Timothy Olyphant is a movie star, but only on television. Sadly, between Deadwood and Justified, he’s also one of the only actors today who’s a credible cowboy, having spent three years playing an old west lawman on Deadwood, and now the modern variant in Justified. Here Timothy Olyphant is Raylan Givens, a U.S. Marshall who’s moved from Florida – after shooting a man – to Kentucky, where he grew up. There, he’s surrounded by the life he left behind and tries to arrest Boyd Crowder (Walton Goggins), who may have blown up a church and killed a man or two. Based on the works of Elmore Leonard, this Graham Yost produced TV show is easily one of the most entertaining action/mystery serials in a good long while. My review of Justified Season One on Blu-ray follows after the jump.
Raylan is relocated to Kentucky near Harlan County, his homstead. He works under Chief Deputy Art Muller (Nick Searcy), and near his ex-wife Winona Hawkins (Natalie Zea), who now works as a court stenographer. When he comes back to town Ava Crowder (Joelle Carter) kills her husband for trying to beat her, which pisses off her brother-in-law Boyd (Goggins). Boyd is working with some racist rednecks to run the town and the town’s meth – and is already suspected of blowing up a church – when Raylan comes across him in Ava’s house. Raylan draws and shoots him through the chest, but doesn’t kill him. It’s Boyd’s father Bo (M.C. Gainey) whose long run the town and he’s a bigger threat to the town, to Ava and to Raylan. While gone, Bo left control of the town to Raylan’s dad Arlo (Raymond J. Barry), who has an ornery relationship with his son. Also, Ava’s long had a crush on Raylan, and so when she’s free of her husband, she makes it plain as day she wants him. Raylan is sucked into that, but also still has feelings for his ex-wife.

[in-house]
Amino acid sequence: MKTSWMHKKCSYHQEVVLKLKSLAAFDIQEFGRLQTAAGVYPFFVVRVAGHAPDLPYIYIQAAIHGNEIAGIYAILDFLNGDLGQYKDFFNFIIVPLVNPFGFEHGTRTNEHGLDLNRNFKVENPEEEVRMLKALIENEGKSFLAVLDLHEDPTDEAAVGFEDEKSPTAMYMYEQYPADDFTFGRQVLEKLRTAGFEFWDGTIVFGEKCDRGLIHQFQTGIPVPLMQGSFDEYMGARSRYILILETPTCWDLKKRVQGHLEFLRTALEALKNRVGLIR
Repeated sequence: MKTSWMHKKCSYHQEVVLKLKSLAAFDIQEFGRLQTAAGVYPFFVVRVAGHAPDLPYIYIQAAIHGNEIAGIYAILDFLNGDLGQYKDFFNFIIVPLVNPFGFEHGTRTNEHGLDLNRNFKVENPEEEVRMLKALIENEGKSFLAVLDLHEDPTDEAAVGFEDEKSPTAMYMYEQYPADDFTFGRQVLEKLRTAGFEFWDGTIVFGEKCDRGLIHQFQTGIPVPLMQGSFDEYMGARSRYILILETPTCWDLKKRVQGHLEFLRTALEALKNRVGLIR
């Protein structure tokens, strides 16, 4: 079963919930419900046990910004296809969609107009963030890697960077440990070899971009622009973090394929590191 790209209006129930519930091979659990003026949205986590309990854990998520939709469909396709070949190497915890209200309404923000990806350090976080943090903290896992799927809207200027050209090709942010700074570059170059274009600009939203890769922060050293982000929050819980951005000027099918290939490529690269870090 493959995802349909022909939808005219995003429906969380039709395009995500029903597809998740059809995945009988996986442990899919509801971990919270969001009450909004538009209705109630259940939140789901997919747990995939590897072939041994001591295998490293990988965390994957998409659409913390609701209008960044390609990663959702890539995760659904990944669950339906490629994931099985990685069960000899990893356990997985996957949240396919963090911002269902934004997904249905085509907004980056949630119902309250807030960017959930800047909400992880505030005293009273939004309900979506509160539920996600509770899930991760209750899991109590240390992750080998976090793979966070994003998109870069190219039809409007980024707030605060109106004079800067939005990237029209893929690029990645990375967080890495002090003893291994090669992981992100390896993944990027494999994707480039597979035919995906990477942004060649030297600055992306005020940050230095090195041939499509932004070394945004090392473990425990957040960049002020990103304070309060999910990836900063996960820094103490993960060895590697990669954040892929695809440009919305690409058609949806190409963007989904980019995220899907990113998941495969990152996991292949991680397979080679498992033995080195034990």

One of the best things about the show is that it straddles the lines of intention. It’s kind of a cop show, kind of a mystery show, but Raylan is about half cowboy and half detective. And as such, he acts a lot like Sam Spade, tracking down leads, but also entering a room and having women acts as though sex just walked in the door. Considering that Timothy Olyphant is an exceptionally attractive man, it works, and it adds to the fun of the show. He’s a good looking guy, but he’s also a great talker (credit to the writers).
Though the show has a continued arc through the season, as a first season (and we may see this change as the series goes on – the second season starts February 8th check your local listing for details! Or Not!) there are a number of stand-alone episodes, with a great one being a classic “bottle” episode where Raylan confronts a prisoner (W. Earl Brown, Olyphant’s co-star on Deadwood) who’s kidnapped a guard. It’s a stand-off in the office, and Raylan knows the guy just needs something resembling respect to not get himself killed, and it’s a great battle of wills between two guys who are both smarter than they look. There’s also another great guest cameo form Alan Ruck playing Roland Pike – a dentist who used to be a crime boss’s accountant – who is now on the lam but is obviously not a bad person. And then there’s an episode where Raylan is asked to check on a number of original Adolf Hitler artworks, where the owner (Peter Jason, another Deadwood vet) is under investigation. But it turns out the work leads to a murder. There are great cameos by both Tony Hale and Robert Picardo as art dealers in the episode.